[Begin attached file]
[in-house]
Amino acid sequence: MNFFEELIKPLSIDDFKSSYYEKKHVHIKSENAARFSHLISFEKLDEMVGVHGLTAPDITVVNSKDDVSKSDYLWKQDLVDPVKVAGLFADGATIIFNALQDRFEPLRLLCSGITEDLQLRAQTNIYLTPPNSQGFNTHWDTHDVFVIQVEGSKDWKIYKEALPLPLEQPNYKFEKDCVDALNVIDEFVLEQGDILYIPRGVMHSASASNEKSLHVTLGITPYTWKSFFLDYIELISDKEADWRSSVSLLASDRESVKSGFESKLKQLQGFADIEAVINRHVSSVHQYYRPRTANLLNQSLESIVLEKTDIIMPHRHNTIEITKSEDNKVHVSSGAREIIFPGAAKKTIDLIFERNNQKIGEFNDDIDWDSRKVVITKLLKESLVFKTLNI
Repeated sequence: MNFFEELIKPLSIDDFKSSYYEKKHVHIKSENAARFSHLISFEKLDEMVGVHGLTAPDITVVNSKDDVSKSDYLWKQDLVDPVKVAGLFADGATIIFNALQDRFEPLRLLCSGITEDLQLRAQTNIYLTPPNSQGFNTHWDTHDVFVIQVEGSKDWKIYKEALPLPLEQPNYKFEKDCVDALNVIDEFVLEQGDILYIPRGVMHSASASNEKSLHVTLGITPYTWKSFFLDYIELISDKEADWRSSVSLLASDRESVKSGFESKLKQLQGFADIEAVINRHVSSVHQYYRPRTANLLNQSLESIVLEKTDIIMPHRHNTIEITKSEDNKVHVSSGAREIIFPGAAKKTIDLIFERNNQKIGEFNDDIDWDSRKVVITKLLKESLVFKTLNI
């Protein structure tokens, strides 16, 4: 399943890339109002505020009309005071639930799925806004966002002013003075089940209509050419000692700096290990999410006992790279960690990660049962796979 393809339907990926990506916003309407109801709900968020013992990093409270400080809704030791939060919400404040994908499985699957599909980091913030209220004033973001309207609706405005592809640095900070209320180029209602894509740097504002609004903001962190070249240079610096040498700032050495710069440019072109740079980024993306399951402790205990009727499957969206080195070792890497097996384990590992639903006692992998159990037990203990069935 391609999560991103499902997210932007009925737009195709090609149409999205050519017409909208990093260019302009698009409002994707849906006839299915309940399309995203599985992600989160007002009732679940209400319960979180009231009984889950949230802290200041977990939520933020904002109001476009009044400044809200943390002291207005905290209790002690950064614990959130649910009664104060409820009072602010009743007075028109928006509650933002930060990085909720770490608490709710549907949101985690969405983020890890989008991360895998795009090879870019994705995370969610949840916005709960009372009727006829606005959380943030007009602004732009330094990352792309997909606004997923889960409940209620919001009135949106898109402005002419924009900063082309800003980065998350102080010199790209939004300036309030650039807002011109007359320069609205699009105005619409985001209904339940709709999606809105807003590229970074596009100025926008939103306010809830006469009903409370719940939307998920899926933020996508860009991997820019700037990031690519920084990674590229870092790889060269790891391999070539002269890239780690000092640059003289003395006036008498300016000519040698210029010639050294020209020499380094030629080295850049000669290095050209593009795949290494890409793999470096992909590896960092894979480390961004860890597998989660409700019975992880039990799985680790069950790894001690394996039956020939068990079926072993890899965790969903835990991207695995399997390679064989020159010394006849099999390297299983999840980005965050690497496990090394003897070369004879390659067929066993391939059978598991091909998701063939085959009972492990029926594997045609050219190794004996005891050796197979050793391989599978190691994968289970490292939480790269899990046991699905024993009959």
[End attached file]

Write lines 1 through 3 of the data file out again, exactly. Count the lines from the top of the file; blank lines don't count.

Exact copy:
[in-house]
Amino acid sequence: MNFFEELIKPLSIDDFKSSYYEKKHVHIKSENAARFSHLISFEKLDEMVGVHGLTAPDITVVNSKDDVSKSDYLWKQDLVDPVKVAGLFADGATIIFNALQDRFEPLRLLCSGITEDLQLRAQTNIYLTPPNSQGFNTHWDTHDVFVIQVEGSKDWKIYKEALPLPLEQPNYKFEKDCVDALNVIDEFVLEQGDILYIPRGVMHSASASNEKSLHVTLGITPYTWKSFFLDYIELISDKEADWRSSVSLLASDRESVKSGFESKLKQLQGFADIEAVINRHVSSVHQYYRPRTANLLNQSLESIVLEKTDIIMPHRHNTIEITKSEDNKVHVSSGAREIIFPGAAKKTIDLIFERNNQKIGEFNDDIDWDSRKVVITKLLKESLVFKTLNI
Repeated sequence: MNFFEELIKPLSIDDFKSSYYEKKHVHIKSENAARFSHLISFEKLDEMVGVHGLTAPDITVVNSKDDVSKSDYLWKQDLVDPVKVAGLFADGATIIFNALQDRFEPLRLLCSGITEDLQLRAQTNIYLTPPNSQGFNTHWDTHDVFVIQVEGSKDWKIYKEALPLPLEQPNYKFEKDCVDALNVIDEFVLEQGDILYIPRGVMHSASASNEKSLHVTLGITPYTWKSFFLDYIELISDKEADWRSSVSLLASDRESVKSGFESKLKQLQGFADIEAVINRHVSSVHQYYRPRTANLLNQSLESIVLEKTDIIMPHRHNTIEITKSEDNKVHVSSGAREIIFPGAAKKTIDLIFERNNQKIGEFNDDIDWDSRKVVITKLLKESLVFKTLNI